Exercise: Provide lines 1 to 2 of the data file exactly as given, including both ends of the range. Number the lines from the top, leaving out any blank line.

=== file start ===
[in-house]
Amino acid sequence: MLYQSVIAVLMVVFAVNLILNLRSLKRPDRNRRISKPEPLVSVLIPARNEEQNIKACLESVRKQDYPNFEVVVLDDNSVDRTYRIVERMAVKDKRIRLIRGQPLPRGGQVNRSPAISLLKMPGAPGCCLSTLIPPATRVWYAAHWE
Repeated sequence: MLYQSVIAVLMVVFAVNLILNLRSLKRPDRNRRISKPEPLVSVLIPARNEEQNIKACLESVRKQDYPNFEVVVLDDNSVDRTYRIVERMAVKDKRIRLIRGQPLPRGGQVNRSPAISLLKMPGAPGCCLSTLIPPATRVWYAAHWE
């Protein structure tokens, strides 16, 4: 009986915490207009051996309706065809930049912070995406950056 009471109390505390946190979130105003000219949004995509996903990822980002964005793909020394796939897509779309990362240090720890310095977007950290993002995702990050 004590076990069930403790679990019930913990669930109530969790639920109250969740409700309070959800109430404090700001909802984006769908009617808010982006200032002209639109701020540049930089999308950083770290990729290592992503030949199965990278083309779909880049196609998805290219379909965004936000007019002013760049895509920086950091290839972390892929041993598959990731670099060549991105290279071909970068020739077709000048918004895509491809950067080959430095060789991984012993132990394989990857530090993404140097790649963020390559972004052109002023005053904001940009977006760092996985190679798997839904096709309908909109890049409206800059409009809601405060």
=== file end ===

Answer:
[in-house]
Amino acid sequence: MLYQSVIAVLMVVFAVNLILNLRSLKRPDRNRRISKPEPLVSVLIPARNEEQNIKACLESVRKQDYPNFEVVVLDDNSVDRTYRIVERMAVKDKRIRLIRGQPLPRGGQVNRSPAISLLKMPGAPGCCLSTLIPPATRVWYAAHWE